Film Review: Underwater
DIRECTOR: WILLIAM EUBANK
In Theaters: 1.10
When I was about 14, I once convinced a gullible friend that James Cameron was making a sequel to The Abyss, and that it would be called Son of Abyss. That story may not be entirely relevant, but I like having an excuse to tell it.
When Cameron’s underwater sci-fi epic came out 30 years ago, the plot was kept under wraps, and there was a rush of quickie rip-offs (Leviathan, Deep Star Six) that just assumed that the movie was going to be Aliens set under the sea. Now, for some reason, in 2020, we get another one of those films, cleverly titled Underwater.
Nora Price (Kristen Stewart) is one of a group of researchers aboard a lab located eleven thousand meters under the ocean. Nora—who has a bleached-blond buzz cut and glasses so we’ll know that she’s both a badass and a scientist—is brushing her teeth and doing melodramatic voiceover narration (which would be a hell of a ventriloquist routine) when an earthquake destroys the large vessel. The surviving members of the team are forced to get into depth suits and walk deep beneath the sea, with limited oxygen, to a nearby vessel. Along the way, the encounter a strange creature that looks remarkably like a testicle with tentacles feasting on a dead human body. Naturally, they decide to take it with them.
There a few good jump-scares in the first half, and the pacing is tight enough, but to call this film uninspired is to be quite charitable. The cast is solid, with Stewart doing her level best to be Sigourney Weaver. However, the script isn’t doing her any favors, as is demonstrated by this immortal dialogue exchange in one of the film’s more dramatic moments:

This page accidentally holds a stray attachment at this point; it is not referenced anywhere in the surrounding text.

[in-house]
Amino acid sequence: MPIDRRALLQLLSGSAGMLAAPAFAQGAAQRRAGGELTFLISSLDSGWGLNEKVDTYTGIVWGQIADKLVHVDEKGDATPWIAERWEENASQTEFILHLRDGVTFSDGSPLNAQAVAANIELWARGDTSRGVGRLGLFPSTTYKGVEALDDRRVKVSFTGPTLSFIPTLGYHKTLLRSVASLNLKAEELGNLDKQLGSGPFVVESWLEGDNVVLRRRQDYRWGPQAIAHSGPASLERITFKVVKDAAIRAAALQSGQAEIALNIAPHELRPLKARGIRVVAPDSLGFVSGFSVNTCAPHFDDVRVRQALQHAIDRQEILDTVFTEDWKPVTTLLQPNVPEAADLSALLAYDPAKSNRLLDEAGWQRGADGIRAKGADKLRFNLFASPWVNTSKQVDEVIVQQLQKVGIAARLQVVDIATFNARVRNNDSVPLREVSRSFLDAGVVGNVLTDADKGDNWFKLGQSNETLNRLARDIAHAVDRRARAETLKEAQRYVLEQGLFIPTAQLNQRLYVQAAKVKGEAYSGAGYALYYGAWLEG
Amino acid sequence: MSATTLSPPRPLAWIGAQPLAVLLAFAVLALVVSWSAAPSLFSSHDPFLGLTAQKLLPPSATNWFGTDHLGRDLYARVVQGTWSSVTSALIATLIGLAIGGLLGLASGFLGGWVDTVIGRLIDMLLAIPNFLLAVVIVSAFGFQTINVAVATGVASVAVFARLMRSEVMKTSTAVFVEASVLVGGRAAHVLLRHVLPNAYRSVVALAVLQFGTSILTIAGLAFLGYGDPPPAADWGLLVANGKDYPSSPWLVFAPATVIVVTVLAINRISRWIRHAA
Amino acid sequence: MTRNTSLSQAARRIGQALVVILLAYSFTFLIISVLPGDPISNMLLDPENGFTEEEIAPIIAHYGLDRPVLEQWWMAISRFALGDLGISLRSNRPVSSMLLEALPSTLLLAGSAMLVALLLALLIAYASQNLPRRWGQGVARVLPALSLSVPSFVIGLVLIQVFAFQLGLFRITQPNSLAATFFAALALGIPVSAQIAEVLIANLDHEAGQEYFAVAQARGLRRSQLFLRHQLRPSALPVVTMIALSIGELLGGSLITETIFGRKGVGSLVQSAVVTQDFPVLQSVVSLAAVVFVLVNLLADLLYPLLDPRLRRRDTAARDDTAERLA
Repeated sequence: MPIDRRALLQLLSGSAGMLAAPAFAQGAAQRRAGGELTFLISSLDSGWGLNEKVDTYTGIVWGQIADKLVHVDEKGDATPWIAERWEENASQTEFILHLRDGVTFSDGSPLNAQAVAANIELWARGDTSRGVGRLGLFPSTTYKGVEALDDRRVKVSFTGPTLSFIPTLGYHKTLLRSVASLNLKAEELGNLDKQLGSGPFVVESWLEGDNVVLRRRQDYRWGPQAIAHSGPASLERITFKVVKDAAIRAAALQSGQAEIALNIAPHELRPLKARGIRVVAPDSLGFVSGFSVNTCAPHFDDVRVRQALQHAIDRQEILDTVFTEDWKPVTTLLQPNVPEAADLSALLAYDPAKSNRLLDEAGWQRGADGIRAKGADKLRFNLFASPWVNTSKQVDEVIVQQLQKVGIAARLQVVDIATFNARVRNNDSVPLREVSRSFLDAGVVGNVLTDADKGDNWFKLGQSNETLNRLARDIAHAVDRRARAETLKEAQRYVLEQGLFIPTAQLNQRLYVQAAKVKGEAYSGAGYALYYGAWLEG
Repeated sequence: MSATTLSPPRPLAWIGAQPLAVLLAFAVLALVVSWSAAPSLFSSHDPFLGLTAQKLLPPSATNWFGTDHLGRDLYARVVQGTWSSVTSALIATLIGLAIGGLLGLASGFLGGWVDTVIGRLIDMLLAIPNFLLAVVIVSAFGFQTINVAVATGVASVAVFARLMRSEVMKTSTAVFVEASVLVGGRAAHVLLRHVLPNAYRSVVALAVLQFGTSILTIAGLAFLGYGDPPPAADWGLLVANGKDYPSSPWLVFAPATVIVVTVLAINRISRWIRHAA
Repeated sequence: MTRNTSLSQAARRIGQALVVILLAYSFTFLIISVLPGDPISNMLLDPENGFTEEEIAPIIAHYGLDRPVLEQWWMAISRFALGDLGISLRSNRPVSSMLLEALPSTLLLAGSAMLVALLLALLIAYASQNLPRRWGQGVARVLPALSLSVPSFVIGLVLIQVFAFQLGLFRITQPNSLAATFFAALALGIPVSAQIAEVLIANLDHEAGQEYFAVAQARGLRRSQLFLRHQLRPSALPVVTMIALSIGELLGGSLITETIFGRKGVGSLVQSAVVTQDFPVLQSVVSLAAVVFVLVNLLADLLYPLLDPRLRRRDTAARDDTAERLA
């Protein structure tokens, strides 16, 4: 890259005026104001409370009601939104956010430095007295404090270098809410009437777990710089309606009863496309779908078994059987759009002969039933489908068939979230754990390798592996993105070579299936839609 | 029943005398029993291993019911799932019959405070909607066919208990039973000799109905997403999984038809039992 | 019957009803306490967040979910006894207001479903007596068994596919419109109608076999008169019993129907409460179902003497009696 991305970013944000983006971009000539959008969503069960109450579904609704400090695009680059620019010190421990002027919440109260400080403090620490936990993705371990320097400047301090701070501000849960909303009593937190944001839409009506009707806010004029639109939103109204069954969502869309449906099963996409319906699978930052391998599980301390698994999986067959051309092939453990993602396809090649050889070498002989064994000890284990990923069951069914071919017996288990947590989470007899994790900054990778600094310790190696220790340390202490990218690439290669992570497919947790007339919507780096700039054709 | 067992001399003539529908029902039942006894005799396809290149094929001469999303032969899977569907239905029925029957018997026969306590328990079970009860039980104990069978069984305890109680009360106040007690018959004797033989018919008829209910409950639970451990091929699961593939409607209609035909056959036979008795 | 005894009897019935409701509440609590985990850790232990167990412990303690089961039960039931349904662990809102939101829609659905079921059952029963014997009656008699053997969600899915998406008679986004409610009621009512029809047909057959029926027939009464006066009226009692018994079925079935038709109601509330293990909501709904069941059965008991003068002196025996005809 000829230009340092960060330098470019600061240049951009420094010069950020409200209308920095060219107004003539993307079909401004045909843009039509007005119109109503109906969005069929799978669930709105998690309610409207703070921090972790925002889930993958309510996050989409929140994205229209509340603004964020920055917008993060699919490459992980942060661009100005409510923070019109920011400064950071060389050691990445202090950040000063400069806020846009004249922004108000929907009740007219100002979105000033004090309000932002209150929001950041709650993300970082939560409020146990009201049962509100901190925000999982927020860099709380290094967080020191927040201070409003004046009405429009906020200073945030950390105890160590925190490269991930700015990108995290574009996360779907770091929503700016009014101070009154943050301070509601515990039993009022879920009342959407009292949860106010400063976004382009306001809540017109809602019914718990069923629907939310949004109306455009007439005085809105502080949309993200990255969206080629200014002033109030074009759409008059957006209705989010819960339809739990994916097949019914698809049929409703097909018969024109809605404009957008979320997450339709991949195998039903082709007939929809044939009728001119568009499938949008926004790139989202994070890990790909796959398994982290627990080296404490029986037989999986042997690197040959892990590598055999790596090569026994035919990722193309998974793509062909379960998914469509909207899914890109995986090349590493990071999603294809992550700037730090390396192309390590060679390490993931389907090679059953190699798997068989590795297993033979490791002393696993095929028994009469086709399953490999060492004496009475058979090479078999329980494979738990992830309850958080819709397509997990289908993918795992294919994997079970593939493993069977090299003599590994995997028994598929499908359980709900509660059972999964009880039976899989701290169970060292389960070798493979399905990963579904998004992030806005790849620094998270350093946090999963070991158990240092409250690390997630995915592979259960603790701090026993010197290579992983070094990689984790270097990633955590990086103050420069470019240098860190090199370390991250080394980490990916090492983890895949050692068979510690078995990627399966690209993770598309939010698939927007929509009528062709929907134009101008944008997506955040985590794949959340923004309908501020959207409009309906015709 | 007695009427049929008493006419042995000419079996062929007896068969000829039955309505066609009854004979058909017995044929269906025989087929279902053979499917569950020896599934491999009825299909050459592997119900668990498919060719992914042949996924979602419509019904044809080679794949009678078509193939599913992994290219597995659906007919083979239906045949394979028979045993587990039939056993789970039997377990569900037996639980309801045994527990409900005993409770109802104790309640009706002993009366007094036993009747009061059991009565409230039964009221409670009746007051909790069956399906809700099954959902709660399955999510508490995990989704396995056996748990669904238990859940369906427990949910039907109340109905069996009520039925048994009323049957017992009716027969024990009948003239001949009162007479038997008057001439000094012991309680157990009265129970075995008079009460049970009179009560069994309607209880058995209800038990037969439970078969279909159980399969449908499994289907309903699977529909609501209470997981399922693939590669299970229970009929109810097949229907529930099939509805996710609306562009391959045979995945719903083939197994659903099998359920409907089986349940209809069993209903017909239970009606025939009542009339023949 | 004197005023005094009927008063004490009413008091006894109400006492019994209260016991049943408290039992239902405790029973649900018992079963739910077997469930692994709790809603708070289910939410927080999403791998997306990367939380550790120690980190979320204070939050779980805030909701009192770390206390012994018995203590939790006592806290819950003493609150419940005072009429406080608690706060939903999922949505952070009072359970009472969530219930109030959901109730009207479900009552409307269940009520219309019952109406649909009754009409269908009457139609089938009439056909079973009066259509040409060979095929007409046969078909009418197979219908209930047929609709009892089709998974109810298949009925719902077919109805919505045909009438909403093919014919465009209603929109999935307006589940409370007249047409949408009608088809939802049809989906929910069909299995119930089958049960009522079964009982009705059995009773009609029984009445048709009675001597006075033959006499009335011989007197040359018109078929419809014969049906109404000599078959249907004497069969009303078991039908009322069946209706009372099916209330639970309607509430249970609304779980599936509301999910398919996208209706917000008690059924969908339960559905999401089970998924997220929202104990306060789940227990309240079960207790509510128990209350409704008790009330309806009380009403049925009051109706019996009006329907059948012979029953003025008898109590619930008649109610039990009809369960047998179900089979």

“You really love him, don’t you?”
“That’s really cool.”
Director William Eubank (The Signal) handles the visuals well enough with the help of veteran cinematographer Bojan Bazzeli, but the film is really just 95 minutes of “Shit! What is it? Shit! SHIT! AHHHH!?” and people running down corridors, getting pulled under water, imploding, making serious faces and saying “it’s some sort of thing.” Then Kristen strips down to her underwear again—which is, admittedly, better than when TJ Miller does it—and it just becomes a bit of an ordeal to sit through, even at the mercifully short runtime.
Underwater has been sitting on the shelf for a year and a half, and its release feels more like a formality than anything else.
Welcome to 2020, folks. –Patrick Gibbs